Brush and black and grey ink over graphite on blue paper, with framing line in black ink. Size of sheet: 34.8 x 41.2 cm. Verso: Three sketchy renderings of an architectural character, perhaps a floor plan and a section of a wall. Also a numbering of the time G 2934. Signed on verso: J. B. Greuze.
Provenance: Maurice Delacre (1862 - Paris – 1938) (Lugt 747a); sale of his collection, Kornfeld & Cie, Berne 1944; bought by the family of the previous, Basle
Greuze has depicted here the celebrated encounter between Alexander the Great (356-323 B.C.) and the philosopher Diogenes of Sinope (ca. 400 – ca. 325 B.C.) as described in Diogenes's Laertius’s Lives of Eminent Philosophers (trans. Hicks, II, 20-81). Laertius, and also Plutarch, told how the triumphant Alexander visited the philosopher Diogenes, famed for his austerity, and invited him to ask any favor he chose. To everyone’s astonishment, Diogenes simply requested that the emperor stand aside, as he was shading him from the sun. Greuze suggests this request with the extended right arm of Diogenes.
"The present drawing should be dated to the period 1767 – 1769, when Greuze, banned from exhibiting at the Salon for not having submitted to the Academy his long-overdue Morceau de Réception decided to abandon his official status as a genre painter and become a history painter instead. During these two fruitful years, the artist experimented feverishly with a wide range of his historical subjects" (see Edgar Munhall, 'The Variety of Genres in the Work of Greuze. 1725 – 1805', in Journal in the Memorial Art Gallery of the University of Rochester, X/XI, 1987-88, pp. 25-27.), including another one dealing with Alexander the Great: Philip of Macedonia Threatening his Son Alexander.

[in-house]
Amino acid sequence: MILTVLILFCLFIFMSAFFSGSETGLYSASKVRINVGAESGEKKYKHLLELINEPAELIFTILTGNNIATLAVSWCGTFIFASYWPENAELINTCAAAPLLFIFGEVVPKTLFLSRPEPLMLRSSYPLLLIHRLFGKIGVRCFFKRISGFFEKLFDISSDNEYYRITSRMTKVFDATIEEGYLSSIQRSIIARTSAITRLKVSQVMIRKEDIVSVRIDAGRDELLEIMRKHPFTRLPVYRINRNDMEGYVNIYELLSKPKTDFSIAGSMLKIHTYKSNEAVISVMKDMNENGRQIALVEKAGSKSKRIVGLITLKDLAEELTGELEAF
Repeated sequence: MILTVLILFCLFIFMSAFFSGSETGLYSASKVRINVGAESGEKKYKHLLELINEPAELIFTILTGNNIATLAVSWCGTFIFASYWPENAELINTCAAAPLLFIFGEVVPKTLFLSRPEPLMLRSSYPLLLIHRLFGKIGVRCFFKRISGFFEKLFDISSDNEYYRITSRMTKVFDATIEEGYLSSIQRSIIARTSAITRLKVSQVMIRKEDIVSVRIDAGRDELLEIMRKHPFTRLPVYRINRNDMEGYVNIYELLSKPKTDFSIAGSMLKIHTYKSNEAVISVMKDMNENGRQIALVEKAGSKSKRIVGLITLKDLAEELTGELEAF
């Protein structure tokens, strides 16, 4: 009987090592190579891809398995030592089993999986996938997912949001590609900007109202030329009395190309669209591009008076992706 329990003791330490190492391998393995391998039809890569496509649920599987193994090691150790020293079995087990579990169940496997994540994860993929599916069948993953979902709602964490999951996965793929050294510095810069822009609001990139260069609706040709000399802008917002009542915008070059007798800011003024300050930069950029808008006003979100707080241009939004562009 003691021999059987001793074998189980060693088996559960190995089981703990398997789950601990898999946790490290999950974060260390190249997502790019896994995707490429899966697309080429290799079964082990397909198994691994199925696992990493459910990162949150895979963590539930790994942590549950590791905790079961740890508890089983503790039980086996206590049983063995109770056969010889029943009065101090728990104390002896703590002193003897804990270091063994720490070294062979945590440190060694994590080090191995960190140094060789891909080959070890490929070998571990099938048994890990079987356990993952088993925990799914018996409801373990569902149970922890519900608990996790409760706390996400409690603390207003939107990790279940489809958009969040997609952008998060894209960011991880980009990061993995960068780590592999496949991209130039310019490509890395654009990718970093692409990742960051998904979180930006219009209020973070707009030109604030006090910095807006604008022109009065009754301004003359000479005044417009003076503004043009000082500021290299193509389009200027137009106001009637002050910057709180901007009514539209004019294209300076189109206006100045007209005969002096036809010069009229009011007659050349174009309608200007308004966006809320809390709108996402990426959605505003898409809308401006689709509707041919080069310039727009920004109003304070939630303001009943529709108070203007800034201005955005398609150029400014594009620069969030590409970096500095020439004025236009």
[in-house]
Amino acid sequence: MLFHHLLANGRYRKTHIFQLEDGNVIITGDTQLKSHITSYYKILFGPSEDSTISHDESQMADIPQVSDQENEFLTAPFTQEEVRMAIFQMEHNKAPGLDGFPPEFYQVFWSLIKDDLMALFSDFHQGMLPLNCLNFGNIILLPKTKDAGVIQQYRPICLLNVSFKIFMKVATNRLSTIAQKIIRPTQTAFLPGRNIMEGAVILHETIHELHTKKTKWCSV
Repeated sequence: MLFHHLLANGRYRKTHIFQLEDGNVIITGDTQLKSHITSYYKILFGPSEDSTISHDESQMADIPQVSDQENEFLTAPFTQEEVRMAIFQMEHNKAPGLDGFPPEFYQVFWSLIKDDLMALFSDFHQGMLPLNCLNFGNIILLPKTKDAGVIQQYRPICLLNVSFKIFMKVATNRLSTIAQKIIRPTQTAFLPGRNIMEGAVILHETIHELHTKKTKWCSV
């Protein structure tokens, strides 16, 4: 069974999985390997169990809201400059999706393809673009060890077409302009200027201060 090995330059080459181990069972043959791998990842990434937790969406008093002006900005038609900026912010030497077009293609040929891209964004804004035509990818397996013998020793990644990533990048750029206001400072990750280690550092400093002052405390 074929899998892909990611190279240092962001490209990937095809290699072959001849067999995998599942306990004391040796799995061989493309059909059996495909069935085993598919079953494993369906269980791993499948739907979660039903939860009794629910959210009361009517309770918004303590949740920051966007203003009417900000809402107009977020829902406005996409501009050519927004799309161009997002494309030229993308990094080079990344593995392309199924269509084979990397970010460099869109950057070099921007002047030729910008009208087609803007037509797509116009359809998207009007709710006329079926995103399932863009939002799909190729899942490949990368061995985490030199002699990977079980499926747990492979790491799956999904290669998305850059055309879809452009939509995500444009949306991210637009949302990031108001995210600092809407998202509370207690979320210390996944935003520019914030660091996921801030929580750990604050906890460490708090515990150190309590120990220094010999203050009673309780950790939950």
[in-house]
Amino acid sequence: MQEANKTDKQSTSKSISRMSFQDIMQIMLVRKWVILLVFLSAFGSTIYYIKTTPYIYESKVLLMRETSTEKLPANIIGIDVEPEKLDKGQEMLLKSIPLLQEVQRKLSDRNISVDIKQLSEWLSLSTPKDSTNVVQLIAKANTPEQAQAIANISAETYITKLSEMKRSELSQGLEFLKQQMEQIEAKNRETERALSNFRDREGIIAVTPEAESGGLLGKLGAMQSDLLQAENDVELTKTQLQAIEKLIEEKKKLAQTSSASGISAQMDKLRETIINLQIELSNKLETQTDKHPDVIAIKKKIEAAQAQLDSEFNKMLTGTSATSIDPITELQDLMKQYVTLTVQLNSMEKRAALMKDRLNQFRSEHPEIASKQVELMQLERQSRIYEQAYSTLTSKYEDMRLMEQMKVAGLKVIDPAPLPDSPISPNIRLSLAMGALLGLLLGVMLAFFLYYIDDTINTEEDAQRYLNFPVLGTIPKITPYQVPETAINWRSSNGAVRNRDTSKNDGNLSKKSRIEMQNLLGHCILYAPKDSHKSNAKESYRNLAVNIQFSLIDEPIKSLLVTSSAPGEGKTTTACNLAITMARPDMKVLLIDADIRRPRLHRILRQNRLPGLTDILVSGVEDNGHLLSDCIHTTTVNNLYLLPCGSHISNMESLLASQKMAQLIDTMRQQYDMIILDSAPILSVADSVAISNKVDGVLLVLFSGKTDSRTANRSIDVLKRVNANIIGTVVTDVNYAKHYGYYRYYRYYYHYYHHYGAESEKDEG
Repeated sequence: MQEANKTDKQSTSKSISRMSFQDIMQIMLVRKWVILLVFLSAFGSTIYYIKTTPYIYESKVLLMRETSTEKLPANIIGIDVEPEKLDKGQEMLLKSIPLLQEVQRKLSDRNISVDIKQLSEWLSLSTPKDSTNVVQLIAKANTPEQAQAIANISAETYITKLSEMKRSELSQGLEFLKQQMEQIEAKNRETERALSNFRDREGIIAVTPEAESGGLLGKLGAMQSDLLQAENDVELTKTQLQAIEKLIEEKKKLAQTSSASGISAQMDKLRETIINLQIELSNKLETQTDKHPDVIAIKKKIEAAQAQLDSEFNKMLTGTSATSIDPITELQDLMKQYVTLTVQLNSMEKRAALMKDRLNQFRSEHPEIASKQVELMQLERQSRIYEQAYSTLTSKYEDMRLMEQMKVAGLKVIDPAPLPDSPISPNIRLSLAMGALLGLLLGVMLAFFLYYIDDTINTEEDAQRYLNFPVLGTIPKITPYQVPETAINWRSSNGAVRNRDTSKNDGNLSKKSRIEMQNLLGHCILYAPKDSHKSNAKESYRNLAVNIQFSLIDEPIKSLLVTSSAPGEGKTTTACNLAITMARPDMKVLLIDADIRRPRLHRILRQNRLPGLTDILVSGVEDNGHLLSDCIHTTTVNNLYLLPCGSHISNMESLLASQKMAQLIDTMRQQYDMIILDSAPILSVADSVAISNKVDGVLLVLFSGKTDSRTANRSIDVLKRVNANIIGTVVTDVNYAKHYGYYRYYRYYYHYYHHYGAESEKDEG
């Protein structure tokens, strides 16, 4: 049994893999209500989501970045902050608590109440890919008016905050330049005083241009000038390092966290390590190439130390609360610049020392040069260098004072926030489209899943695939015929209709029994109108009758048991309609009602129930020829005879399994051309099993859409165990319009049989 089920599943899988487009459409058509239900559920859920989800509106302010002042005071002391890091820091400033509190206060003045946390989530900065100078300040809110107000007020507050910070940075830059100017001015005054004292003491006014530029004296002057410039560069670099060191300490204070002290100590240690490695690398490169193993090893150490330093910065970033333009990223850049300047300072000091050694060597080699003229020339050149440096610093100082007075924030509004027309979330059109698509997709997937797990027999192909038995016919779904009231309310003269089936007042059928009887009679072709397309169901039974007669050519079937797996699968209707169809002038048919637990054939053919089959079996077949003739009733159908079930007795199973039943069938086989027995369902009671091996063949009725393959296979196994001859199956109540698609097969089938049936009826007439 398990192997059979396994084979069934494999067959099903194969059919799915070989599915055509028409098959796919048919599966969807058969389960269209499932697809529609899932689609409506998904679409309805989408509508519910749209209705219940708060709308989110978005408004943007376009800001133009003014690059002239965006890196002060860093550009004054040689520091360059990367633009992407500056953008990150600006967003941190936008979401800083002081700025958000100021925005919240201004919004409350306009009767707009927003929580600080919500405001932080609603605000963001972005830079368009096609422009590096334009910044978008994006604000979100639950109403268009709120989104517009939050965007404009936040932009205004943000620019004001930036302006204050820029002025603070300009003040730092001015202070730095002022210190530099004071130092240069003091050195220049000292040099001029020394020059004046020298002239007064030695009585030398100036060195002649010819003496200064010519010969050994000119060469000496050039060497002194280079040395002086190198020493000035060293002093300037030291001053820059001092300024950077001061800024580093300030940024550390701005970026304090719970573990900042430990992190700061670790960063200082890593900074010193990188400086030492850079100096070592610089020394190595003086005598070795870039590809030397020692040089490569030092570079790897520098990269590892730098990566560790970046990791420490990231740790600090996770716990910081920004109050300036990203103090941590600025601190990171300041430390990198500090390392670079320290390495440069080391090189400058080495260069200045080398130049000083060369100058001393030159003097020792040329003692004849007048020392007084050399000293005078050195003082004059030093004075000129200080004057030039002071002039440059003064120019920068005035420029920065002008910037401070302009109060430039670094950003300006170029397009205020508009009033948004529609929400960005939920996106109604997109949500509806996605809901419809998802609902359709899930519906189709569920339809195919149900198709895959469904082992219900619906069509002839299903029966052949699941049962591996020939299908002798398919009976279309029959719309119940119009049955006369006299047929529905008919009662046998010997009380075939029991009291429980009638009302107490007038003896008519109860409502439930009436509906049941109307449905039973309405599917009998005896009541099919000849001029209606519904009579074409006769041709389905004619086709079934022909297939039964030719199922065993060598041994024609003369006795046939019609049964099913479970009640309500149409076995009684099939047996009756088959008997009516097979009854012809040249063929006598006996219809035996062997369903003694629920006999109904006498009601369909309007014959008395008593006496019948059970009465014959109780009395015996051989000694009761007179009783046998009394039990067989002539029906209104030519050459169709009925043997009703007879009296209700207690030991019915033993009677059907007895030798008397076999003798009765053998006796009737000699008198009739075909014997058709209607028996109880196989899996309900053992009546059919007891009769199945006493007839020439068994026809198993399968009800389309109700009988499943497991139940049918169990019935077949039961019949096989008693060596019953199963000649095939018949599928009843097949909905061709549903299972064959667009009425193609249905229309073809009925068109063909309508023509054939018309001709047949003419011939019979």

The encounter of Alexander and Diogenes was depicted by a host of artists over the years: Caspar de Crayer, Sebastiano Ricci, Giovanni Battista Tiepolo, Gasparo Diziani. At the Salon exhibition Greuze missed, but surely saw - that of 1767 - the recently received Jean-Barnard Restout le fils exhibited his Diogenes Begging a Statue for Alms. The work elicited the ridicule of Diderot (“Où est l`ironie? Où est la fierté cynique?”), but it might have drawn the attention of Greuze to the subject of Diogenes and encouraged him to make more of it than his young colleague had.
But the most important representation of Alexander’s encounter with Diogenes available to Greuze was Pierre Puget’s monumental marble relief depicting the subject, which was housed in the Salle des Antiques at the Louvre (Louvre, 1996. vol II, p. 555 . (MR 2076)) from 1765 to 1792 and easily accessible to Greuze (see Musée du Louvre, 1996, II, p. 555 [MR 2076]). This work, an icon of the French sculptural tradition, provided a noble precedent for Greuze’s experiment.
Yet, finally, it was not the subject of Alexander and Diogenes that Greuze would depict in his long-awaited Morceau de Réception in 1769, but the more obscure confrontation of Septimius Serverus and Caracalla (Louvre). In his painted sketch for the canvas, Greuze employed the same fluid technique and somewhat abbreviated rendering of detail apparent in the present drawing, which is contemporary to it. Even the gesture of Septimus Servus pointing to his son echoes that of Diogenes requesting Alexander to move aside.
Edgar Munhall, New York, February 2005